Finding the right hospital to have your baby can be daunting, especially for first-time mums or if your previous births didn’t go as you’d have liked. If you’re expecting and decide to have your baby through the public health system in Madrid, you have the option to choose the hospital that you give birth in.
Once you have your first visit with your GP/doctor and matrona (midwife) you’ll be assigned to your closest hospital. Any subsequent blood tests and gynaecological visits will either take place in that hospital or in the corresponding centro de especialidades (health speciality centre). In my case, for example, since I live in Vallecas, I was assigned to Hospital Infanta Leonor, and the Centro de Especialidades Federica Montseny. Here, I had my first visits with the gynaecologist and my first blood tests.
After I started to look at maternity hospitals in Madrid, and the facilities that they had, I decided that I’d prefer to give birth at Hospital Universitario de Torrejón. At my next appointment with the gynaecologist, I asked to be transferred and he was able to process the paperwork for me. My subsequent appointments were all scheduled in the hospital in Torrejón, apart from the gestational diabetes glucose test which was done in the Centro de Especialidades Torrejón de Ardoz.
If you haven’t decided on a hospital yet, you can get in touch with whichever hospitals that you are considering and ask if they do a “visita guiada” (guided tour) or if they have open days for expecting parents. These visits give you an idea of the facilities that they have and will also give you an opportunity to ask any questions that you may have.
If you have been assigned to a hospital, but change your mind last minute, that’s not a problem either- just make sure to bring your hospital notes with you.
What factors should you consider when choosing a maternity hospital?
- Distance from your home: It’s a fantastic feeling when you find a hospital that has everything that you’re looking for, but don’t forget to bear in mind the amount of time that you’ll spend in a car or a taxi on the way there once baby decides to make an appearance.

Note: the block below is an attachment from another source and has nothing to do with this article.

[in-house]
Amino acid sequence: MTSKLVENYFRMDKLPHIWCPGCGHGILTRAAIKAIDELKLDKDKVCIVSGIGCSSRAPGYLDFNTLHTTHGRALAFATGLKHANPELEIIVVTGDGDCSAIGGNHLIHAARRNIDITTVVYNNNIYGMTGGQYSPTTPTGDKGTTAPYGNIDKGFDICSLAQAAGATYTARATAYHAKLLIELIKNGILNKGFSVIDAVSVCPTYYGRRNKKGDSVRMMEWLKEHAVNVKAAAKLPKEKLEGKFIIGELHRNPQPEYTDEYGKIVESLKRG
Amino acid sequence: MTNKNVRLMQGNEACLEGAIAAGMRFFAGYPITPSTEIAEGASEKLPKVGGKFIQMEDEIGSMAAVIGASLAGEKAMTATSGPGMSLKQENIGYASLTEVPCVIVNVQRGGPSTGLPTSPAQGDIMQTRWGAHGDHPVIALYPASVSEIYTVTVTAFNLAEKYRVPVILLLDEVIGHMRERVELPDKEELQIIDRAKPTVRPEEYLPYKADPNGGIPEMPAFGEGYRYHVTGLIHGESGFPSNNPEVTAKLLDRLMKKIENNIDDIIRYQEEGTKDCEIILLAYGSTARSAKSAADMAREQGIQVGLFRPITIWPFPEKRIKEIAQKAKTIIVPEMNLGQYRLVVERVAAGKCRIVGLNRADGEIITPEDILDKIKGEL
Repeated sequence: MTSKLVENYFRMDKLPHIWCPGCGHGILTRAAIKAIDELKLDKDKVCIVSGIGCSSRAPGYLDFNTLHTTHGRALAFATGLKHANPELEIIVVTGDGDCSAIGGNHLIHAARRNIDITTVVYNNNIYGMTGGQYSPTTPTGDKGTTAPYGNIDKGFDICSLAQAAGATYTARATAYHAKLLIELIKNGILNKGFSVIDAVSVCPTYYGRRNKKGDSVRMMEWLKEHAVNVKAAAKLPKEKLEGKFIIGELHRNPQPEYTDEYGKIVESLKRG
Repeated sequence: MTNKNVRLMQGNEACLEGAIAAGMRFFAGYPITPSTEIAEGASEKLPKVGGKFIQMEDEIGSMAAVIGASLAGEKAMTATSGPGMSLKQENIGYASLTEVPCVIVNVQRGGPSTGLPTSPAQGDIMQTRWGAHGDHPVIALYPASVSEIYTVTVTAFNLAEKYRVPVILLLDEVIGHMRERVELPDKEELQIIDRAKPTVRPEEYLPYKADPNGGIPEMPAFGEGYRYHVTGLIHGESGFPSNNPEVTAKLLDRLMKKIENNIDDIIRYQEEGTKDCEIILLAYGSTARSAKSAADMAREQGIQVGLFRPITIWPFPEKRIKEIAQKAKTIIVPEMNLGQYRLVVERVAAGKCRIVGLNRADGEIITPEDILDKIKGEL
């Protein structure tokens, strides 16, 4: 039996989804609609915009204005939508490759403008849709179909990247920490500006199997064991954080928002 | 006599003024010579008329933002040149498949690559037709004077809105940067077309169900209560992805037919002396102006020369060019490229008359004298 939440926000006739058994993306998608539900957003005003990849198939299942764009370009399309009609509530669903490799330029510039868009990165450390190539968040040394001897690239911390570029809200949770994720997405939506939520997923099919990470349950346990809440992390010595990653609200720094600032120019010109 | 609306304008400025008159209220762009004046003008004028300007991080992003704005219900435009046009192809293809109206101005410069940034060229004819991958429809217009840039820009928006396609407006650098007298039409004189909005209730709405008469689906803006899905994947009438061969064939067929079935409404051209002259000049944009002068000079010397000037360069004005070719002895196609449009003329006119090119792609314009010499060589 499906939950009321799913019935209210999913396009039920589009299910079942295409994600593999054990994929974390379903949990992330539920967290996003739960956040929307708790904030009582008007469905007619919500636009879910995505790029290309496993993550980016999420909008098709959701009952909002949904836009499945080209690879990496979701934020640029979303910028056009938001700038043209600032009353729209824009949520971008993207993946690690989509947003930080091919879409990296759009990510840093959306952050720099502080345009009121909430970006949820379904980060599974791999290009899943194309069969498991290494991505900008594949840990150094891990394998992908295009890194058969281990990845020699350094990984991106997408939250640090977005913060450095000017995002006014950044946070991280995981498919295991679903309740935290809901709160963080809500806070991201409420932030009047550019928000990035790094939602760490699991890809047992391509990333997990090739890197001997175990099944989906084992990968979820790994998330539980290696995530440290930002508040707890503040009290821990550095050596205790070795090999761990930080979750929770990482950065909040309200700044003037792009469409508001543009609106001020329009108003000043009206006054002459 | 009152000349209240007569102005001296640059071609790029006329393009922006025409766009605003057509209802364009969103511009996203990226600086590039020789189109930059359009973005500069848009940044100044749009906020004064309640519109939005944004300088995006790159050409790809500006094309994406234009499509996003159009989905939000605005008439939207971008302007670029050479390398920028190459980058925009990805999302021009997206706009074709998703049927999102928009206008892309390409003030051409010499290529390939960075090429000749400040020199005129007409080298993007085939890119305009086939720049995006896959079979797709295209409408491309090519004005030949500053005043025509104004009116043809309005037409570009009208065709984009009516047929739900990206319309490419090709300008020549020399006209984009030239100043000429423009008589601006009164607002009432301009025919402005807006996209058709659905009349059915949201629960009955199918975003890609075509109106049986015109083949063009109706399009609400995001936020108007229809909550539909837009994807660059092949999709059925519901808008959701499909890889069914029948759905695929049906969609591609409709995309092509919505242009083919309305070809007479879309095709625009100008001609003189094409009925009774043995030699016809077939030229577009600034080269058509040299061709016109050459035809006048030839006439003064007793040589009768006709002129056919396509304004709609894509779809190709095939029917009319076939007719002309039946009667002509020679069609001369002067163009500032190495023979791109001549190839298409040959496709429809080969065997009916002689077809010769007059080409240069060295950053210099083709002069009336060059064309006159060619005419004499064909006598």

- Birth plan: Have you thought about how you’d like to give birth? Does the hospital respect your choices regarding pain management, interventions, after-birth care? Do they encourage skin-to-skin contact? Your choices are important, so finding a maternity hospital that respects them is crucial.
- Facilities: Have you considered your pain management choices? Does your hospital have a birthing pool or access to nitrous oxide? Are there lactation consultants? By getting in touch with the hospital, they should be able to go through your birth plan options in detail.
- Hospital policies: Does the hospital limit the number of people who can accompany you during the birth, or do they have a strict visitor policy? Can your partner stay in the room with you after the baby is born?
- Accommodation: Are rooms private or shared? What’s the accommodation like? You’ll more than likely be spending at least three days in the hospital, so it’s good to know that you’ll be comfortable during your stay.
- Language: If you’re an expat having a baby in Madrid, it’s important to bear in mind that not every staff member will speak English. Even if you do speak Spanish, giving birth is a stressful experience so if you feel that you may struggle with the language, it’s worth asking in the hospital if a translator can be provided or if there are staff with a working command of the language.
No matter which maternity hospital you choose to have your baby in, don’t be afraid to ask questions and make sure that you’re happy with your choice! Let us know your experience of giving birth in Madrid in the comments.